Another  component of successful problem solving that helped us fix our shower door was my husband’s value of trial and error – his willingness to try something, assess if it works, and if necessary, try again.  His simple statement – “maybe you unscrew this piece . . . “ was a combination of experimental or scientific thinking, acceptance of possible failure, and perseverance to keep trying.   These are critical attitudes and habits to build in our children and students, both directly and indirectly.  Directly by telling them to think of problems as experiments, chances to wonder about what will work, and to understand that not everything will.  Directly, by making mistakes and failures as important learning activities as “correct answers”.  Indirectly we communicate the benefits of the scientific method when we congratulate all attempts, even those we suspect will not lead to solutions, when we create opportunities to try many options, and when we applaud “stick-to-it-iveness” as much as correctness.

I credit my husband with one more masterful accomplishment in this home repair dilemma.  While I was getting frustrated, and might have taken my anger out on the rather fragile glass door, he stayed calm, suggesting much needed breaks, and return to the problem with fresh, more reasoned eyes.   Emotional regulation is another talent of the human frontal lobes, helping us manage the frustration that can derail problem solving.  This, too, we can build in youngsters, although it is certainly challenging.  Partly it requires exposing them to frustration, not providing easy answers or rescuing them from distress.  Starting in small doses, giving children the opportunity to struggle is critical.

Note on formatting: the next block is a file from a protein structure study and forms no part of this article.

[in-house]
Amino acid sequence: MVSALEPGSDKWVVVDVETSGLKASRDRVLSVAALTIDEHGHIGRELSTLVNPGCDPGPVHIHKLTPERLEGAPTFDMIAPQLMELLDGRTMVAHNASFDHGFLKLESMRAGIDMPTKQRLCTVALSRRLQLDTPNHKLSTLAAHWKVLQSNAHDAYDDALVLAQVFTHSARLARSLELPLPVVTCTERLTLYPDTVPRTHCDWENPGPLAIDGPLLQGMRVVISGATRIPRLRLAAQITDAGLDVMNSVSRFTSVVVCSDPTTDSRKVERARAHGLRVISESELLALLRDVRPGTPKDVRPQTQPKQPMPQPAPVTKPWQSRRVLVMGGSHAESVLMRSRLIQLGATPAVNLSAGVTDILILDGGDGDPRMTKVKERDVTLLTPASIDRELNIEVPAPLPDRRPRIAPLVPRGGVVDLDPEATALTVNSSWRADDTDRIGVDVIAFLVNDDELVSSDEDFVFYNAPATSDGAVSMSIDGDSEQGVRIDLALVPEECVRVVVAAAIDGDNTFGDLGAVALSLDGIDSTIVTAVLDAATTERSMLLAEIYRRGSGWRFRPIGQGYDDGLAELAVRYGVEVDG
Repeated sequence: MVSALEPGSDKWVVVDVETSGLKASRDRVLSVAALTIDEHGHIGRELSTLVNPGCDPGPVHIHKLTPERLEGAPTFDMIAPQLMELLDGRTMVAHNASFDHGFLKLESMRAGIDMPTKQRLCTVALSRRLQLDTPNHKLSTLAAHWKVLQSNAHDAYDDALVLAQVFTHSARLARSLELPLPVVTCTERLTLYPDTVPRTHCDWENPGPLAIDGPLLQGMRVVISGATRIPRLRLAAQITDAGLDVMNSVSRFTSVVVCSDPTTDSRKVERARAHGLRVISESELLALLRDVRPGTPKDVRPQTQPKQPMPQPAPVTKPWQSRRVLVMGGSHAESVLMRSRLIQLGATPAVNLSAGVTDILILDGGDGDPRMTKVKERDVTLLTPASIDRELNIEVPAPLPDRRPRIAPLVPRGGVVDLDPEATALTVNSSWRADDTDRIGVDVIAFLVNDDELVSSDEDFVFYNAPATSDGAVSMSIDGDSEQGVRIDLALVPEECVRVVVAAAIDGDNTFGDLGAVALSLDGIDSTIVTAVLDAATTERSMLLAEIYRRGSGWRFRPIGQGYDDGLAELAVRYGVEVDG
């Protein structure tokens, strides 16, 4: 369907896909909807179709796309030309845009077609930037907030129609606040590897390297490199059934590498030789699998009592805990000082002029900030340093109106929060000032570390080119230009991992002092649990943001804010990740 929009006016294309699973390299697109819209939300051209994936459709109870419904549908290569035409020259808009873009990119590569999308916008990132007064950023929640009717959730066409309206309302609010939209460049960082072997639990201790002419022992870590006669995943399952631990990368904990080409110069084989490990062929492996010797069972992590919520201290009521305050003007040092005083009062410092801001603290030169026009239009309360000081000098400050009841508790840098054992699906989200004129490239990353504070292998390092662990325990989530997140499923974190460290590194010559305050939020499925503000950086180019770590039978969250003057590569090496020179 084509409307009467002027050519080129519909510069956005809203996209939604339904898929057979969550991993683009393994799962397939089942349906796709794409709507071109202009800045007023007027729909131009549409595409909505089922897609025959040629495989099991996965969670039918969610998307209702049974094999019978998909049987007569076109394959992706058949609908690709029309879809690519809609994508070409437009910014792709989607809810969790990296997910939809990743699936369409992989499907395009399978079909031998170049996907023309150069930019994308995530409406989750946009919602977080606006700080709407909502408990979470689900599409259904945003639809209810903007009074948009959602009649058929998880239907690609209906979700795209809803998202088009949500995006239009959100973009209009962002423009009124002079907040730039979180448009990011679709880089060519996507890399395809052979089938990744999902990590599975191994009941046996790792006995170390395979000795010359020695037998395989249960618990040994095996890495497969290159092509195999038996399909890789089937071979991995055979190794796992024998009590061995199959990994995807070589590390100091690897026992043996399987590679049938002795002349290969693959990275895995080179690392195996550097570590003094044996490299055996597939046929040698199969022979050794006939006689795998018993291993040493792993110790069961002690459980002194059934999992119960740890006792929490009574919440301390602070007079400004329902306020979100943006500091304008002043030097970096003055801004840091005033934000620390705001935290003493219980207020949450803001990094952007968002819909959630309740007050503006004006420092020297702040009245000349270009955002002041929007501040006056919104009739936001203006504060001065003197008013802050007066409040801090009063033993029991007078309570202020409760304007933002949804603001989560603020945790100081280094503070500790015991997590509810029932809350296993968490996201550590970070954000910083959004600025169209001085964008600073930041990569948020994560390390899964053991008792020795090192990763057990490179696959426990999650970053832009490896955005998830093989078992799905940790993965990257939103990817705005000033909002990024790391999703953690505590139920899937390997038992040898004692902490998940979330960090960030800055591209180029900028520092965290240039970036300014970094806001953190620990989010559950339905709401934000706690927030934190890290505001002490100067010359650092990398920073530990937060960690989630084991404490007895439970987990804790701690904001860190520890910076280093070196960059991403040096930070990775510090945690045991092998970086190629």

Eventually, my husband and I needed to take out our toolbox to solve our shower door problem.  A simple screwdriver seemingly providing the answer to our prayers.  In fact, the tool that solved the problem was far from simple.  The complex connections of the human frontal lobe, allowing us to reason, stay calm, try and try again, really saved the day.  In a world where children can google anything, find all answers on Wikipedia, or “chacha” their way to the truth, adults need to work extra hard to ensure this incredible tool growing inside little heads doesn’t atrophy.   Parents
and educators need to do all they can to help children’s personal problem solving tool boxes are well oiled and ready to go to work on all life’s challenges.



  1. Thank you for keeping our brains well oiled throughout the summer season. Wonderful modeling for us to share with parents and teachers.

    Comment by sharona — August 17, 2011 @ 3:12 pm |Reply